Jamie Stern-Weiner: IHRA: The Politics of a Definition
Jamie Stern-Weiner (Oxford) traces the genesis and evolution of a controversial 'working definition' of antisemitism. The Working Definition of Antisemitism was originally presented in modest terms: a common reference point enabling monitoring bodies to collect data in a manner that permitted cross-country comparison. Some 15 years on, a formidable array of Jewish organisations and supportive Governments is lobbying around the world to have the Working Definition of Antisemitism institutionalised across political and social life. This juggernaut is everywhere provoking opposition - albeit disparate and poorly resourced - led by dissident Jewish groups and Palestinians. The Working Definition's advocates argue that, in order to combat antisemitism, one has to define it. This talk will examine the political genesis and instrumentalisation of the Working Definition to ask: Do we need a definition of antisemitism in order to fight it? If so, should it be this one? If not, what purpose does this definition serve?
Jamie Stern-Weiner is a DPhil candidate in Area Studies at the University of Oxford. He is the editor of Moment of Truth: Tackling Israel-Palestine's Toughest Questions (OR Books, 2018) and Antisemitism and the Labour Party (Verso, 2019).
Anna Prashizky: Connecting Ethnicity and Space: The New Russian-Mizrahi-Mediterranean Pop Culture in Israel’s Periphery
Ann Prashizky discusses 'self orientalistation' by the 1.5 generation of FSU immigrants to Israel. Abstract
This seminar explores the mutual influences between urban spaces and ethnic relations and hierarchies in the cultural field. It hinges on the two theoretical arguments: that physical place influences intergroup/ethnic relations, and that ethnic relations may reshape the meaning of spaces, especially in the urban context. Both ethnicity and space involve political contestations over their meaning and emerge from the interplay between materiality and culture. Young Russian-speaking ethnic entrepreneurs in Israel have invented the new cultural trope of Mizrahi or Mediterranean Russianness, expressed in various venues of pop culture in which they are involved as cultural producers: video clips, festivals, and music and dance performances. This counter-intuitive merger reflects the mainstreaming of Mizrahi styles and genres in the Israeli culture. It also challenges the Orientalist attitudes towards Mizrahim prevalent among Russian immigrants in Israel, especially the older generation.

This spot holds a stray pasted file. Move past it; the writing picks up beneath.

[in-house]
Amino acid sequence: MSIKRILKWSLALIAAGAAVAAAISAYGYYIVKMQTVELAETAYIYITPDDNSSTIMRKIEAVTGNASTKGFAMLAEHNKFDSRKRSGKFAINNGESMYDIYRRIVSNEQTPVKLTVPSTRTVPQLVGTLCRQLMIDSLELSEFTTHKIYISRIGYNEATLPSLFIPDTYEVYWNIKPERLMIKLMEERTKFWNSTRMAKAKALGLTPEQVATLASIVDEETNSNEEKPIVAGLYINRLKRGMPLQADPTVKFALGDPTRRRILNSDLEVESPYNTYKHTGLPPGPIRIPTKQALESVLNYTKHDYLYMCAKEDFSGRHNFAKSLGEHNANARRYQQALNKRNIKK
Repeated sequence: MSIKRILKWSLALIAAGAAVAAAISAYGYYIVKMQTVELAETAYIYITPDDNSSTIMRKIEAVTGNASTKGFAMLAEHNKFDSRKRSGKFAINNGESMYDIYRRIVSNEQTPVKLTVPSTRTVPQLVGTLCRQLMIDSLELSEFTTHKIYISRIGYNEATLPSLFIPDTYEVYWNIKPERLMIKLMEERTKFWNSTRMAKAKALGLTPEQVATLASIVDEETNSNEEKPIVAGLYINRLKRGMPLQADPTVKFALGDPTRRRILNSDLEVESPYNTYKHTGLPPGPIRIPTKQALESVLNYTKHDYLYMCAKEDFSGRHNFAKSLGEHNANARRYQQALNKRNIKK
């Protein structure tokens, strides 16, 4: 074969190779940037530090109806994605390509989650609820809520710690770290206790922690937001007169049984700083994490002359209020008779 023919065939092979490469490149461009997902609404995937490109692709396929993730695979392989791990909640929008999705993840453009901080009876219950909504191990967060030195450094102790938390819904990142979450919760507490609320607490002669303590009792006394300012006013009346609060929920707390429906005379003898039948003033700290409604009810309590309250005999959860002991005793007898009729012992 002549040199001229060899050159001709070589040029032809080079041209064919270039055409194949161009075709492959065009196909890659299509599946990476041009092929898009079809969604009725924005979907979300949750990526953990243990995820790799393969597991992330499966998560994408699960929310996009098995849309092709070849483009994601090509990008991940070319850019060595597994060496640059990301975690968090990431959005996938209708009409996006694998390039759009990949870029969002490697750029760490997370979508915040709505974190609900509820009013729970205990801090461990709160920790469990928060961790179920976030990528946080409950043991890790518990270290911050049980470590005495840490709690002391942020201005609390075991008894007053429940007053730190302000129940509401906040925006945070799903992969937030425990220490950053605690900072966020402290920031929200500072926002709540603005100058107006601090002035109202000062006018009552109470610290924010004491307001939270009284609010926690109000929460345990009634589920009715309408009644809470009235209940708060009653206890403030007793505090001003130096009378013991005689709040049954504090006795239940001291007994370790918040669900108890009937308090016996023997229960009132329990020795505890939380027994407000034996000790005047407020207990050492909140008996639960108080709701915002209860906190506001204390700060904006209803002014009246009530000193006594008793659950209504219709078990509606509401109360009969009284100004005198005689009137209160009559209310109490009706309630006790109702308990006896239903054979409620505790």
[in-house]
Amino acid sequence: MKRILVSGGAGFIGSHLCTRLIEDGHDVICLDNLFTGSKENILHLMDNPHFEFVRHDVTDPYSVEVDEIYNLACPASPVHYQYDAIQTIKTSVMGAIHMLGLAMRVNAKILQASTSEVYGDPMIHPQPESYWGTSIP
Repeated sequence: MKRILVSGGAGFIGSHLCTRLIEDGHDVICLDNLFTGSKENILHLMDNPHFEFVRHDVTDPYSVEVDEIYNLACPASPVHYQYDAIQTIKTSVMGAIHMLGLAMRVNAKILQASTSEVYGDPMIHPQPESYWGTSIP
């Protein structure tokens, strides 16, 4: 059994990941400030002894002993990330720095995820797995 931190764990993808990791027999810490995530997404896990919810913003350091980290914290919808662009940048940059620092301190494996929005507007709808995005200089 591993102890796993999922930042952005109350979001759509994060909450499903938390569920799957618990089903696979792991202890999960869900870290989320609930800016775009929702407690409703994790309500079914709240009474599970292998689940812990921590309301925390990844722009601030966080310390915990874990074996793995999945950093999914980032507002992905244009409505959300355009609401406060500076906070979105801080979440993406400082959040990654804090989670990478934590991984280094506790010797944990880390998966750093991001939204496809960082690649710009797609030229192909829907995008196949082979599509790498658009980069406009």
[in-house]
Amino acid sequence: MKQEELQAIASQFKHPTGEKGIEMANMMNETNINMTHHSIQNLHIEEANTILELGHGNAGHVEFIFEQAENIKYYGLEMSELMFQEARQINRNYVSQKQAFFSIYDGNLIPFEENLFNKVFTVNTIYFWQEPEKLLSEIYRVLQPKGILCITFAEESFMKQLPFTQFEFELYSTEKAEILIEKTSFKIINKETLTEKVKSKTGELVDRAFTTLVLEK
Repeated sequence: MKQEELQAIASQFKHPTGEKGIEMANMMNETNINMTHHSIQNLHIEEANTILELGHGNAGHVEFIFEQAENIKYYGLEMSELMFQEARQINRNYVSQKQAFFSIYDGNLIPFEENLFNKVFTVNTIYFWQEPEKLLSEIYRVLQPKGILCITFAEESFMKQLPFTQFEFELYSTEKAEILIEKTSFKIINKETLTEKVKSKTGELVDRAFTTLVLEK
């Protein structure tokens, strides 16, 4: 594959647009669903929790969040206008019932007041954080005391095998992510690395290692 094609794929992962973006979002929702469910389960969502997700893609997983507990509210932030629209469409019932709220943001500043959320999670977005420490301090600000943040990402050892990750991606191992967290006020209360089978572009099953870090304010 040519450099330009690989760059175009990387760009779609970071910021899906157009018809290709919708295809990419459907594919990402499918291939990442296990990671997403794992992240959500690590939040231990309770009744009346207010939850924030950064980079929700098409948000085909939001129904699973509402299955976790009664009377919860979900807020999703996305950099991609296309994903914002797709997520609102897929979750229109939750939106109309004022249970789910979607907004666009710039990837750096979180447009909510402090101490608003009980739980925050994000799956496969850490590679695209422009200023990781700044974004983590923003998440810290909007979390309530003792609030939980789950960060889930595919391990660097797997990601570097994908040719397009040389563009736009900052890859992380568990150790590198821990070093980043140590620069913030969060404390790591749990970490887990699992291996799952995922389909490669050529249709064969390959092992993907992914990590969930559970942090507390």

I examine the nexus between the spatiality and materiality of this new culture which has emerged within Israel’s geographic and social periphery. The third space is thus being produced that undermines the alleged Mizrahi/Russian binary and the perception of these identities as essences which are in opposition in a racial and ethnic context. It enables the mixing of categories, and the possibility of creating a new material style and new artistic objects.